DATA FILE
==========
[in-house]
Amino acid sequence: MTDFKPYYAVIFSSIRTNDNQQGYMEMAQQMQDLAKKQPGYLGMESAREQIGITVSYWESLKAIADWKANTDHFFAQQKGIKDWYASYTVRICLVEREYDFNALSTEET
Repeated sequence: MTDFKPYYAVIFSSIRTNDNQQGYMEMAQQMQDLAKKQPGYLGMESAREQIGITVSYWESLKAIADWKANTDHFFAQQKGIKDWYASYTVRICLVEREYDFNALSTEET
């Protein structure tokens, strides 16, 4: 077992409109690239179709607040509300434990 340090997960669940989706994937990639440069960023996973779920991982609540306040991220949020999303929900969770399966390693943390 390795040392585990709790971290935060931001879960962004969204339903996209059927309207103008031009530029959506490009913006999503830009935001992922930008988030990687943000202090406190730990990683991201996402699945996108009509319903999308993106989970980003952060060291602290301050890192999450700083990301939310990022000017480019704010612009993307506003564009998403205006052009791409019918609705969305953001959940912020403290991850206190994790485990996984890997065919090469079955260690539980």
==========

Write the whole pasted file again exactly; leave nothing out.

[in-house]
Amino acid sequence: MTDFKPYYAVIFSSIRTNDNQQGYMEMAQQMQDLAKKQPGYLGMESAREQIGITVSYWESLKAIADWKANTDHFFAQQKGIKDWYASYTVRICLVEREYDFNALSTEET
Repeated sequence: MTDFKPYYAVIFSSIRTNDNQQGYMEMAQQMQDLAKKQPGYLGMESAREQIGITVSYWESLKAIADWKANTDHFFAQQKGIKDWYASYTVRICLVEREYDFNALSTEET
């Protein structure tokens, strides 16, 4: 077992409109690239179709607040509300434990 340090997960669940989706994937990639440069960023996973779920991982609540306040991220949020999303929900969770399966390693943390 390795040392585990709790971290935060931001879960962004969204339903996209059927309207103008031009530029959506490009913006999503830009935001992922930008988030990687943000202090406190730990990683991201996402699945996108009509319903999308993106989970980003952060060291602290301050890192999450700083990301939310990022000017480019704010612009993307506003564009998403205006052009791409019918609705969305953001959940912020403290991850206190994790485990996984890997065919090469079955260690539980």